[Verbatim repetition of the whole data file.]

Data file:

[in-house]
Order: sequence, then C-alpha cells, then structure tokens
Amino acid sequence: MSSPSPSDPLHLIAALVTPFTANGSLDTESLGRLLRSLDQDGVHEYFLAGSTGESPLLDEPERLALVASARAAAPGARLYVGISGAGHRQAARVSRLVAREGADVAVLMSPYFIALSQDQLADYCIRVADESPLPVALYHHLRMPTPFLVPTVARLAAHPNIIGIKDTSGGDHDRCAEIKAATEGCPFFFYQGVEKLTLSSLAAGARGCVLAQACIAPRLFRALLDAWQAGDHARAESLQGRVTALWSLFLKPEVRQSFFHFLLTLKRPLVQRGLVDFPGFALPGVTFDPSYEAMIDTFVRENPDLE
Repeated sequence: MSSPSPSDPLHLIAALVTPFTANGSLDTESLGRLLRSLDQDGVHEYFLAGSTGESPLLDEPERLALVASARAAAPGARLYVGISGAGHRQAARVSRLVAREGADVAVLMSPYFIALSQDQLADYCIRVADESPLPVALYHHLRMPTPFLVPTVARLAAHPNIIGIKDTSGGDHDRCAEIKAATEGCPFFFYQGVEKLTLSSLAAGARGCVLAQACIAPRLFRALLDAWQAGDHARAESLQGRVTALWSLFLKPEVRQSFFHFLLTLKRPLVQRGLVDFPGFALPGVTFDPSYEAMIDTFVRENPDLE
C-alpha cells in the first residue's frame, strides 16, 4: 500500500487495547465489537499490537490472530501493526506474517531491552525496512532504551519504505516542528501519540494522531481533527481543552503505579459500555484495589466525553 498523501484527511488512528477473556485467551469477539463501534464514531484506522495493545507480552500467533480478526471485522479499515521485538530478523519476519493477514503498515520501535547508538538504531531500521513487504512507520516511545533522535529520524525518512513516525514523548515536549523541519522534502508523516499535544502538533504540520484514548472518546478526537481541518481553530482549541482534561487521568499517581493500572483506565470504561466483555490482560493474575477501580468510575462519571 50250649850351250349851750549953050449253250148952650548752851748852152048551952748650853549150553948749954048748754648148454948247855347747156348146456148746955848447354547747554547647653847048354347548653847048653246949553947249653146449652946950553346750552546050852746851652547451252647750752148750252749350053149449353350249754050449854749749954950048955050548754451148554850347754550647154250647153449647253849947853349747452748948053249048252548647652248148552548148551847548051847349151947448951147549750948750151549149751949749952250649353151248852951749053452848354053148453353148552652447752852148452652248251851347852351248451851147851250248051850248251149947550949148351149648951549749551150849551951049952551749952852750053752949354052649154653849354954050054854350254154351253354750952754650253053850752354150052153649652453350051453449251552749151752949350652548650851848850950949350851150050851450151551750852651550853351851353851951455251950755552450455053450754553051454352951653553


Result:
[in-house]
Order: sequence, then C-alpha cells, then structure tokens
Amino acid sequence: MSSPSPSDPLHLIAALVTPFTANGSLDTESLGRLLRSLDQDGVHEYFLAGSTGESPLLDEPERLALVASARAAAPGARLYVGISGAGHRQAARVSRLVAREGADVAVLMSPYFIALSQDQLADYCIRVADESPLPVALYHHLRMPTPFLVPTVARLAAHPNIIGIKDTSGGDHDRCAEIKAATEGCPFFFYQGVEKLTLSSLAAGARGCVLAQACIAPRLFRALLDAWQAGDHARAESLQGRVTALWSLFLKPEVRQSFFHFLLTLKRPLVQRGLVDFPGFALPGVTFDPSYEAMIDTFVRENPDLE
Repeated sequence: MSSPSPSDPLHLIAALVTPFTANGSLDTESLGRLLRSLDQDGVHEYFLAGSTGESPLLDEPERLALVASARAAAPGARLYVGISGAGHRQAARVSRLVAREGADVAVLMSPYFIALSQDQLADYCIRVADESPLPVALYHHLRMPTPFLVPTVARLAAHPNIIGIKDTSGGDHDRCAEIKAATEGCPFFFYQGVEKLTLSSLAAGARGCVLAQACIAPRLFRALLDAWQAGDHARAESLQGRVTALWSLFLKPEVRQSFFHFLLTLKRPLVQRGLVDFPGFALPGVTFDPSYEAMIDTFVRENPDLE
C-alpha cells in the first residue's frame, strides 16, 4: 500500500487495547465489537499490537490472530501493526506474517531491552525496512532504551519504505516542528501519540494522531481533527481543552503505579459500555484495589466525553 498523501484527511488512528477473556485467551469477539463501534464514531484506522495493545507480552500467533480478526471485522479499515521485538530478523519476519493477514503498515520501535547508538538504531531500521513487504512507520516511545533522535529520524525518512513516525514523548515536549523541519522534502508523516499535544502538533504540520484514548472518546478526537481541518481553530482549541482534561487521568499517581493500572483506565470504561466483555490482560493474575477501580468510575462519571 50250649850351250349851750549953050449253250148952650548752851748852152048551952748650853549150553948749954048748754648148454948247855347747156348146456148746955848447354547747554547647653847048354347548653847048653246949553947249653146449652946950553346750552546050852746851652547451252647750752148750252749350053149449353350249754050449854749749954950048955050548754451148554850347754550647154250647153449647253849947853349747452748948053249048252548647652248148552548148551847548051847349151947448951147549750948750151549149751949749952250649353151248852951749053452848354053148453353148552652447752852148452652248251851347852351248451851147851250248051850248251149947550949148351149648951549749551150849551951049952551749952852750053752949354052649154653849354954050054854350254154351253354750952754650253053850752354150052153649652453350051453449251552749151752949350652548650851848850950949350851150050851450151551750852651550853351851353851951455251950755552450455053450754553051454352951653553